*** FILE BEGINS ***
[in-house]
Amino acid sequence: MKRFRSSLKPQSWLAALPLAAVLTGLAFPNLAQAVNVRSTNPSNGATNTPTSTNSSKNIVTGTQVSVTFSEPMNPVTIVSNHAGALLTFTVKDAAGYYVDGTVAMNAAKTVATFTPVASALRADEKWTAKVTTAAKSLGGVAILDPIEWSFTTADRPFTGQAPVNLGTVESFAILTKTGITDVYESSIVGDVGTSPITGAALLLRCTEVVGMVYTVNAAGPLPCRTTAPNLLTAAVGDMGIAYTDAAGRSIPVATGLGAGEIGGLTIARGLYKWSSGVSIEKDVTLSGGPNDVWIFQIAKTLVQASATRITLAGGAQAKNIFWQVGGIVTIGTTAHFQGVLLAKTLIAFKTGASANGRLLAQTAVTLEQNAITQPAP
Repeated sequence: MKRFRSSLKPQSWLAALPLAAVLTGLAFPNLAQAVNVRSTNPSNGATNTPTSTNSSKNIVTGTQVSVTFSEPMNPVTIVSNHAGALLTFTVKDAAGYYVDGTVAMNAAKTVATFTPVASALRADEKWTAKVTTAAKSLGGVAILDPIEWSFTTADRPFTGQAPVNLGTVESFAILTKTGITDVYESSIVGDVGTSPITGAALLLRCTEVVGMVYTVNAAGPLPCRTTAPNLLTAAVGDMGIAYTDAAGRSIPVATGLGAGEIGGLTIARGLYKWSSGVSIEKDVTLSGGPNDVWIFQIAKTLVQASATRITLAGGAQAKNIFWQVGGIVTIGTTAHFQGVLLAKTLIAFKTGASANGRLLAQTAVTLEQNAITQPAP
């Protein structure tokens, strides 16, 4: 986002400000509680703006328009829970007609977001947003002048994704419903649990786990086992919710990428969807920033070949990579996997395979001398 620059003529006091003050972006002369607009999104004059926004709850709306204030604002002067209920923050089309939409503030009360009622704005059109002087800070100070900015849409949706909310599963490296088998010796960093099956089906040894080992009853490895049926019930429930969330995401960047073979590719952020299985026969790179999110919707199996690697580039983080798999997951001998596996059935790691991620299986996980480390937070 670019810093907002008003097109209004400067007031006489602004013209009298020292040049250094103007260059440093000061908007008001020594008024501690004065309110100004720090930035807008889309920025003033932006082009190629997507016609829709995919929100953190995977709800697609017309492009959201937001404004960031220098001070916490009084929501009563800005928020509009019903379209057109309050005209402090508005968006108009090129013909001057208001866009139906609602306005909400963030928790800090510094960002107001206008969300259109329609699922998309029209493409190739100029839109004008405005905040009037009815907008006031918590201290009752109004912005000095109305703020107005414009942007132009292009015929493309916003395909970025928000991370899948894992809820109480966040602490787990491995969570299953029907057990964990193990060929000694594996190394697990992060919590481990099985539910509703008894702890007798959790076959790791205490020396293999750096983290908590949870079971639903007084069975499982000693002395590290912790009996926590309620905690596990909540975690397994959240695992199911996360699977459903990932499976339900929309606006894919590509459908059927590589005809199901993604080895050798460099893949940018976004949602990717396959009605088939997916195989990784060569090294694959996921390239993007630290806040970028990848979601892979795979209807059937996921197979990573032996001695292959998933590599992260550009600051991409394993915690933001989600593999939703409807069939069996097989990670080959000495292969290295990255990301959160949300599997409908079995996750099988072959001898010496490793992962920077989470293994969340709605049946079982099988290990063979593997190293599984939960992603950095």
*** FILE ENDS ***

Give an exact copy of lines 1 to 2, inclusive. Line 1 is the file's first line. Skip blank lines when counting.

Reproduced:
[in-house]
Amino acid sequence: MKRFRSSLKPQSWLAALPLAAVLTGLAFPNLAQAVNVRSTNPSNGATNTPTSTNSSKNIVTGTQVSVTFSEPMNPVTIVSNHAGALLTFTVKDAAGYYVDGTVAMNAAKTVATFTPVASALRADEKWTAKVTTAAKSLGGVAILDPIEWSFTTADRPFTGQAPVNLGTVESFAILTKTGITDVYESSIVGDVGTSPITGAALLLRCTEVVGMVYTVNAAGPLPCRTTAPNLLTAAVGDMGIAYTDAAGRSIPVATGLGAGEIGGLTIARGLYKWSSGVSIEKDVTLSGGPNDVWIFQIAKTLVQASATRITLAGGAQAKNIFWQVGGIVTIGTTAHFQGVLLAKTLIAFKTGASANGRLLAQTAVTLEQNAITQPAP